Woodworking Talk banner
1 - 2 of 2 Posts

·
Registered
Joined
·
1 Posts
Discussion Starter · #1 · (Edited)
Hi all-

I've gotten tips on this great forum but this is my first post. I hope someone can help. Here is my project, and its challenge:

33 years ago, when I built my house, I installed T&G redwood as paneling in the dining room. I decided to just let the beautiful old-growth heartwood age naturally and so applied no finish whatsoever. After all these years it has developed a rich, reddish-brown patina, but also a lot of scratches and dings.

Now, as part of a remodel, I have taken off the boards with the intent to sand them down, apply a clear finish, and reuse them in the remodel. How hard could that be? Well... darn hard, for me anyway!

Here's what I've done so far: I took them to a local cabinet maker who ran them through his wide belt sander, several passes, taking off a full 1/8", and ending up at 160 grit. After some experimenting here's what I do to get a finish I like sometimes: I sand down to 220 with a block, blow and wipe off the dust, apply 3 coats of Zar Wipe-on Tung Finish (which includes some polyurethane), buffing with 0000 steel wool before the last coat.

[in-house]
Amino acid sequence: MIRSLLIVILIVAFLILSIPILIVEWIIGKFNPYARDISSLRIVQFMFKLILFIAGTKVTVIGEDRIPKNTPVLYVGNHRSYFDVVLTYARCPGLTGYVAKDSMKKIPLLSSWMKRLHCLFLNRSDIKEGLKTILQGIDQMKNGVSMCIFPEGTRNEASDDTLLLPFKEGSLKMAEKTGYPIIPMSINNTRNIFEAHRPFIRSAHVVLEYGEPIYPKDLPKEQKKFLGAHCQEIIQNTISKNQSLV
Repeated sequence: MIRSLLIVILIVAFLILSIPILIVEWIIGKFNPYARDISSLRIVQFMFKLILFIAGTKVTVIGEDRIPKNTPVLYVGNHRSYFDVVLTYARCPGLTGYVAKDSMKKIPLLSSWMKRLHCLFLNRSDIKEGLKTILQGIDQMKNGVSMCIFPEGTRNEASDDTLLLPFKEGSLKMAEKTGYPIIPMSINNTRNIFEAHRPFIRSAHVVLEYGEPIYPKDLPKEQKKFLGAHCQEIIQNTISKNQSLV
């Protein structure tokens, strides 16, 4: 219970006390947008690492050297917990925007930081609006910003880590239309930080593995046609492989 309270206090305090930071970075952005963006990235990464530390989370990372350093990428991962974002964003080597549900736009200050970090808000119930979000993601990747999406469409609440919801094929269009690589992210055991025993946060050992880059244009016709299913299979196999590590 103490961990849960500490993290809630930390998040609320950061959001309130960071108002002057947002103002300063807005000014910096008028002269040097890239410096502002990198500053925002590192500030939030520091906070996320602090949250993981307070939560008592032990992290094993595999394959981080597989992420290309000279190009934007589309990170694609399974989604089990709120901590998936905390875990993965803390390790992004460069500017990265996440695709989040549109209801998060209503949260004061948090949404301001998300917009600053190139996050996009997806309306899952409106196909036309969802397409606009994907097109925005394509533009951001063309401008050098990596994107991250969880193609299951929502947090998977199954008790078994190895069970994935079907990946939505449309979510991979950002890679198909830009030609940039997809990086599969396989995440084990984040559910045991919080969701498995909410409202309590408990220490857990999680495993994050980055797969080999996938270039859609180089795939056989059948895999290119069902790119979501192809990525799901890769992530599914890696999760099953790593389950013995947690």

Unfortunately, I almost immediately discovered that many of the boards have a tedency to blotch, sometimes very badly. I found that I could accurately predict how blotchy a board was going to be by simply wetting it with a damp cloth (water). Now that my eye is trained for it I can see the blotchiness in the unfinished boards. Touch them with anything wet and the blotches jump out. So, pause to experiment on the blotchy boards. The Zar finish claims it can be used as a stain blocker, so I tried that, attempting to "blend" the light and dark areas with stain. I also tried Minwax's "wood conditioner". These attempts only helped a little.

Any ideas would be greatly appreciated, as I'd hate to abandon this precious material. I have attached a picture of an extreme example (many aren't this bad) to stimulate theories about what is causing this and what, if anything, I can do. (The wood pictured has only been water-dampened to exaggerate the blotches - no finish has yet been applied. I can assure you that the blotches cannot be sanded out.)

Thank you!
 

Attachments

·
Registered
Joined
·
27,736 Posts
With any softwood or soft hardwood there can be a problem with the finish blotching. The simplest fix would be to treat the wood with a wood conditioner before you apply any finish. This will help the surface of the wood to be more uniform in density because the softer spots will absorb more of wood conditioner and seal it. The softer spots is what is absorbing more of the stain or oil and getting darker.
 
1 - 2 of 2 Posts
This is an older thread, you may not receive a response, and could be reviving an old thread. Please consider creating a new thread.
Top